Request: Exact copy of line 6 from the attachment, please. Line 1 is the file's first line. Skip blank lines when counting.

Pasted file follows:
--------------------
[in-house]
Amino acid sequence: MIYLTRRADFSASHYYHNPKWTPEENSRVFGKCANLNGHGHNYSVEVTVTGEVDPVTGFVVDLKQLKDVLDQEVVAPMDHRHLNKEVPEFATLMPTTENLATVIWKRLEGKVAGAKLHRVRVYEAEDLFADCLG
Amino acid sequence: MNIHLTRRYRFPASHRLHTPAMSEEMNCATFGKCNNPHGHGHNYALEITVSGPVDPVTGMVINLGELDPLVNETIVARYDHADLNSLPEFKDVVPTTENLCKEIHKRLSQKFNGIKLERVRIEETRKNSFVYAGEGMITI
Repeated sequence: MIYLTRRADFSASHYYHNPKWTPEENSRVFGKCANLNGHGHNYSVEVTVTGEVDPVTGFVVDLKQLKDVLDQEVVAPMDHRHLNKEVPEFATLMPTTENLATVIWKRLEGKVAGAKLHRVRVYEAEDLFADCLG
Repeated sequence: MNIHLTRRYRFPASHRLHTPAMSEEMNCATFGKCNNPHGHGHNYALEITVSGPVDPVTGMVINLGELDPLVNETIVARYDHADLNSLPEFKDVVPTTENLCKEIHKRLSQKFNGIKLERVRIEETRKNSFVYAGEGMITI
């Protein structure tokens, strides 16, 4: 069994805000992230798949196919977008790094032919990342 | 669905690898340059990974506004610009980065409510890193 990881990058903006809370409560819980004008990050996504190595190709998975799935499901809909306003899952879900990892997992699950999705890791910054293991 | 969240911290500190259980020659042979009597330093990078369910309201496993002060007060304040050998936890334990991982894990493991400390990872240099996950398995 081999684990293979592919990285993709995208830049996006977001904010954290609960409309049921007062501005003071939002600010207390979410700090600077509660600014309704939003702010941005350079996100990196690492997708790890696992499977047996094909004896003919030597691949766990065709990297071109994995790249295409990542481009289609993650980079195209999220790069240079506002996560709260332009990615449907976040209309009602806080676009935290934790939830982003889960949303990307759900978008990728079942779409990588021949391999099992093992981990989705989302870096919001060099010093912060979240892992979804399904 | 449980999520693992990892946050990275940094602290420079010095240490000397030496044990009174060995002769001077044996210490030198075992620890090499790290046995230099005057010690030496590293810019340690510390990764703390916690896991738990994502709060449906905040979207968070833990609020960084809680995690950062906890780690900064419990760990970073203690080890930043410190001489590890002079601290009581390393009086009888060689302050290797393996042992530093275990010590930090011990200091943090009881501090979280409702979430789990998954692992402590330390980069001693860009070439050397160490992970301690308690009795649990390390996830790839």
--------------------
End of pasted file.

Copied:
């Protein structure tokens, strides 16, 4: 069994805000992230798949196919977008790094032919990342 | 669905690898340059990974506004610009980065409510890193 990881990058903006809370409560819980004008990050996504190595190709998975799935499901809909306003899952879900990892997992699950999705890791910054293991 | 969240911290500190259980020659042979009597330093990078369910309201496993002060007060304040050998936890334990991982894990493991400390990872240099996950398995 081999684990293979592919990285993709995208830049996006977001904010954290609960409309049921007062501005003071939002600010207390979410700090600077509660600014309704939003702010941005350079996100990196690492997708790890696992499977047996094909004896003919030597691949766990065709990297071109994995790249295409990542481009289609993650980079195209999220790069240079506002996560709260332009990615449907976040209309009602806080676009935290934790939830982003889960949303990307759900978008990728079942779409990588021949391999099992093992981990989705989302870096919001060099010093912060979240892992979804399904 | 449980999520693992990892946050990275940094602290420079010095240490000397030496044990009174060995002769001077044996210490030198075992620890090499790290046995230099005057010690030496590293810019340690510390990764703390916690896991738990994502709060449906905040979207968070833990609020960084809680995690950062906890780690900064419990760990970073203690080890930043410190001489590890002079601290009581390393009086009888060689302050290797393996042992530093275990010590930090011990200091943090009881501090979280409702979430789990998954692992402590330390980069001693860009070439050397160490992970301690308690009795649990390390996830790839």